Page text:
relations between workers and between workers and
(b) To regulate conditions on the conduct of the trade,
business, or industry of the members;
(c) To promote the general and material welfare of the
(d) To provide legal assistance in defence of members'
rights where deemed necessary;
(e) To endeavour by political action to secure social
(f) To establish and maintain a Union Newspaper;
(g) To assist by federation or otherwise kindred
organisations in upholding the rights and privileges
of workers, and generally to assist in the
emancipation of Labor;
(h) To establish One Big Union for Australian Workers;
(i) To abolish the contract system in all industries;
(j) To replace the present competitive system by the
collective ownership of the means of production,
distribution, and exchange;
(k) To advocate and fight for a six-hour day and five days
of six hours each to constitute a week's work;
(l) To oppose the Australian Communist Parties and the
industrial, political and municipal aims and
objectives of the said Parties and/or their members
acting jointly or individually;
(m) To oppose any body or persons incorporated or
unincorporated which in the opinion of the Executive
Council by its constitution, aims, objectives,
conduct, propaganda or otherwise advocates, assists or
encourages the overthrow by force or violence of the
established Government of the Commonwealth of
Australia or of a State or of any civilised country or
of organised government;
(n) To uphold the authority of constitutional government
and the Constitution of the Commonwealth of Australia
and the States and to oppose the growth of doctrines
and groups or organisations of persons incorporated or
unincorporated which in the opinion of the Executive
Council advocate, assist or encourage the overthrow by
force or violence of the established Government of the
Commonwealth of Australia or of a State or of any
civilised country or of organised government.
Disbursements in furtherance of any of the above objects
shall be deemed to be part of the ordinary expenses of the
5. By rule 36 it is provided that "(t)he general management of the affairs of the Union," subject to a presently irrelevant qualification, "shall be vested in the Executive Council". Rule 56(b) provides:
"All property and funds of the Union held for the use of the
Union shall vest in the Union for the benefit of members
generally and the Executive Council shall have power in
their absolute discretion to control, invest, expend and
otherwise deal with the same."
This matter deals with the Federal structure of various organisations and the rights to establish branches or subsidiaries.
It's a very lengthy judgement - as you read it imagine the chutzpah of a group who, knowing the rules, just decide to set up their own little subsidiary of the federal body, the AWU for their own purposes. And then say they did nothing wrong. Give me a break!
The notion of Federal entitities, or sub-branches of larger organisations is by no means new. This High Court case from 1959 sets out some legal notions with a clarity that's stood the test of time. In essence, if you belong to a Federal entity, don't knock off its name and think you own it.
The difficulties involved in this subject matter, and the attempts which have been made to overcome them, are explained and discussed in Dr. H. A. J. Ford's very recent book entitled Unincorporated Non-Profit Associations (1959). But I need not pursue the matter further, because, whatever the rules may do or fail to do, they have, in my opinion no application to the present cases for the reason that the "Hobart Branch" of the federation is not an "unincorporated society, fellowship, club or association". It has no separate identity - no existence apart from the registered organization, of which it is an integral and inseverable part. Its members are merely a section of the total membership of the federation - locally organized for the sake of convenience, but in no respect independent of the federation, and in all respects subject to the control of the federation. The branches are permitted within limits to make rules of their own, but the rules which they make derive authority from the rules of the federation. It is contemplated that a branch may have "property and moneys", but, if r. 15 of the Hobart branch rules means that the beneficial ownership thereof is in the members of the branch, it is inconsistent with r. 10 (A) of the rules of the federation which makes the "fund and property" of the organization and its branches subject to the "care, superintendence, management and administration of the governing body of the Organization for the carrying out of the objects of the Organization". The position is precisely analogous to that which was held by this Court to subsist in Hall v. Job (1952) 86 CLR 639 and there is a passage in the judgment in that case which, if we read "Federation" or "Organization" for "Institution" and "Branch" for "Lodge", is exactly applicable to the present case. The passage is as follows: ". . . an individual cannot be a member of the Lodge except as a member of the Institution. The mutual rights and obligations of the members of the Lodge spring from the rules of the Institution, and cannot be altered except as those rules provide. The purposes which the members of the Lodge have in common are none other than the purposes for which they are members of the Institution. The Lodge does not exist as a society of persons who desire to associate exclusively with one another for agreed purposes; it exists as an integral part of a larger organization, of which all the members are associated for the pursuit of purposes common to them all in accordance with a constitution which governs them all. A subordinate Lodge is therefore not to be considered as if it were an association by itself; it is in truth a branch of the Institution, a section of its membership, which provides, for those who belong to it or may be admitted to its meetings, machinery for the enjoyment of the rights and benefits, and for the performance of the obligations and functions, which are the incidents of their membership of the Institution." (1952) 86 CLR, at p 650 . It follows that the judgments in the first and second actions cannot stand as against the "Hobart Branch". This is of small importance in the first action, but it may prove to be of considerable importance in the second action. (at p55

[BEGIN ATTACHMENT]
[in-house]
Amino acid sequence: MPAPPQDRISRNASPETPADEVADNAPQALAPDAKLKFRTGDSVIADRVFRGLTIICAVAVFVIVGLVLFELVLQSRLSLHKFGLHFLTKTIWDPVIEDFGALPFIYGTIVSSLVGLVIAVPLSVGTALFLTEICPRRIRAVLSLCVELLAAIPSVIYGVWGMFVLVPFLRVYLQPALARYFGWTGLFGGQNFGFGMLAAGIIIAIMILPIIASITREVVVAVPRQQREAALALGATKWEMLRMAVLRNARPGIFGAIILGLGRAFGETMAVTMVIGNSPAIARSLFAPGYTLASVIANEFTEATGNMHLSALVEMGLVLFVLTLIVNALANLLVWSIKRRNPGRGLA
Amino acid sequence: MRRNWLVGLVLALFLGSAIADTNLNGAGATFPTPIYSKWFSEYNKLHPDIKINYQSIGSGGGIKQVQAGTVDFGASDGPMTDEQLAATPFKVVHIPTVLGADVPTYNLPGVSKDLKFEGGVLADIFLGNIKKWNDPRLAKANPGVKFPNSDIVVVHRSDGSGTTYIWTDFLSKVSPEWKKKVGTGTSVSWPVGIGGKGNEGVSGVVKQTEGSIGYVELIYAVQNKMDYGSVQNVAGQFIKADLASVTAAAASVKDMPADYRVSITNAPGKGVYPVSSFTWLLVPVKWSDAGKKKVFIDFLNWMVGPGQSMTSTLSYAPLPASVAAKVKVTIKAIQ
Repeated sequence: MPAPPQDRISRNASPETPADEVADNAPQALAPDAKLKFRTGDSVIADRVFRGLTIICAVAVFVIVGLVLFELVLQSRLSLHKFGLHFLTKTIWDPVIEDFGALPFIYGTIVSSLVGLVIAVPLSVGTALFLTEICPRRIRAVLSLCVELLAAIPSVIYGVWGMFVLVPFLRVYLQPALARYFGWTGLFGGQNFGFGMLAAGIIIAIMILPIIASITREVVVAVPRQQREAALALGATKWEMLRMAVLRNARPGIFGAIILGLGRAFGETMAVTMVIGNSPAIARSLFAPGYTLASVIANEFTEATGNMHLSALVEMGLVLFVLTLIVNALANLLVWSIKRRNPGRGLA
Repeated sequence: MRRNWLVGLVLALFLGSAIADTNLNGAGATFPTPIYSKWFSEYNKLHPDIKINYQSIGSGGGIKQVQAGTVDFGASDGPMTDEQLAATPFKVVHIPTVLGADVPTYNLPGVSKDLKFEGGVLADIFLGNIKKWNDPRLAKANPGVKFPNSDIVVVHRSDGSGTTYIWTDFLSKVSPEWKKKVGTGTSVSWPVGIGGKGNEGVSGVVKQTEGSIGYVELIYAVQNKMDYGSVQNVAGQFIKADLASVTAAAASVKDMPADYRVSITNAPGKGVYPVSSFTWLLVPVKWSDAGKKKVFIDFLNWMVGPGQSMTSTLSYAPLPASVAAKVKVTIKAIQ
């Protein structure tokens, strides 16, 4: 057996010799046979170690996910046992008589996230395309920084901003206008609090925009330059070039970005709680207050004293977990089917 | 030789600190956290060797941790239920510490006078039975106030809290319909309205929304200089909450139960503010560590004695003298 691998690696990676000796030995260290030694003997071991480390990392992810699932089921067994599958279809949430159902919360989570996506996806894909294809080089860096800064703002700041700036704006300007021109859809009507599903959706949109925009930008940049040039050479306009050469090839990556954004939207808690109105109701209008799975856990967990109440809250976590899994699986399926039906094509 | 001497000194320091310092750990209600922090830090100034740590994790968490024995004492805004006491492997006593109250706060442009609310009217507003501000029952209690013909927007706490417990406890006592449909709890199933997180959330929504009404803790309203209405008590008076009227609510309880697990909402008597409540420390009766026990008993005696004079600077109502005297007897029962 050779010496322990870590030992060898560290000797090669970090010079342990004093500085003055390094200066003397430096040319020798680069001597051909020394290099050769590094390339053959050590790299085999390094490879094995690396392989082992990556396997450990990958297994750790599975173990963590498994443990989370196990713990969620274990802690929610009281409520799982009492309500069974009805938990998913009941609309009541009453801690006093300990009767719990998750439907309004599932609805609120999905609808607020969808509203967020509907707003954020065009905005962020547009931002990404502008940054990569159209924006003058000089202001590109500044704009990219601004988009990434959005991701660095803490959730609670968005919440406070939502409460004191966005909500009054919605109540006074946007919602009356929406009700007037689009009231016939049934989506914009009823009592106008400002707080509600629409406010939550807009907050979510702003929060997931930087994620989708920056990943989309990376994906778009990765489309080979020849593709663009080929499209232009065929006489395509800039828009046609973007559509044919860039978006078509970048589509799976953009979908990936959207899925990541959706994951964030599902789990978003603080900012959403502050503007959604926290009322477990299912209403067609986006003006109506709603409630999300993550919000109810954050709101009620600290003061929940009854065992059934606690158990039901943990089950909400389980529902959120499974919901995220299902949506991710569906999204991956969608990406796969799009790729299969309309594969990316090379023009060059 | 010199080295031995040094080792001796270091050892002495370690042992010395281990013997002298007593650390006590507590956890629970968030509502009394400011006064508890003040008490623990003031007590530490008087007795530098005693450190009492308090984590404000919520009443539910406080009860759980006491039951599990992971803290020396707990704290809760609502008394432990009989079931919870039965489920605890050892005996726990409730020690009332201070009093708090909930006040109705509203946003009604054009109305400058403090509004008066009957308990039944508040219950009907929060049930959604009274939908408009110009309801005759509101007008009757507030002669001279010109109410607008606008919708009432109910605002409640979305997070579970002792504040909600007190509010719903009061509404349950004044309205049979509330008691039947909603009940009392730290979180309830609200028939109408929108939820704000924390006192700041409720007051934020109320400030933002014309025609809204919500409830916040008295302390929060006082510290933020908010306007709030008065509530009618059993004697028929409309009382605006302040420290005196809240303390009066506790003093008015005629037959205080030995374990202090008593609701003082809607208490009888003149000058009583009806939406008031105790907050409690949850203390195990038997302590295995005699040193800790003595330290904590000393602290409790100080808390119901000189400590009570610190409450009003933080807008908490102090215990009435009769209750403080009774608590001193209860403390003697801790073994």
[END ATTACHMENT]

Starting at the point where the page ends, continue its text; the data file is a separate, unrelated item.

Here is a link to a certified set of the AWU's rules as at 1995. I can't imagine they changed a great deal from the rules quoted in some of the cases above by the learned judges - ie the rules of the union as at 1992 when Julia Gillard wrote out the words Australian Workers Union Workplace Reform Association Incorporated.
I'd defy you to read these rules and think that anyone, let alone a partner in an industrial relations legal practice, could believe they had any right to set up an entity bearing the name described in Rule One.
Omnia praesumuntur rite esse acta. Unless a devious lawyer is involved.
Every touch leaves its trace.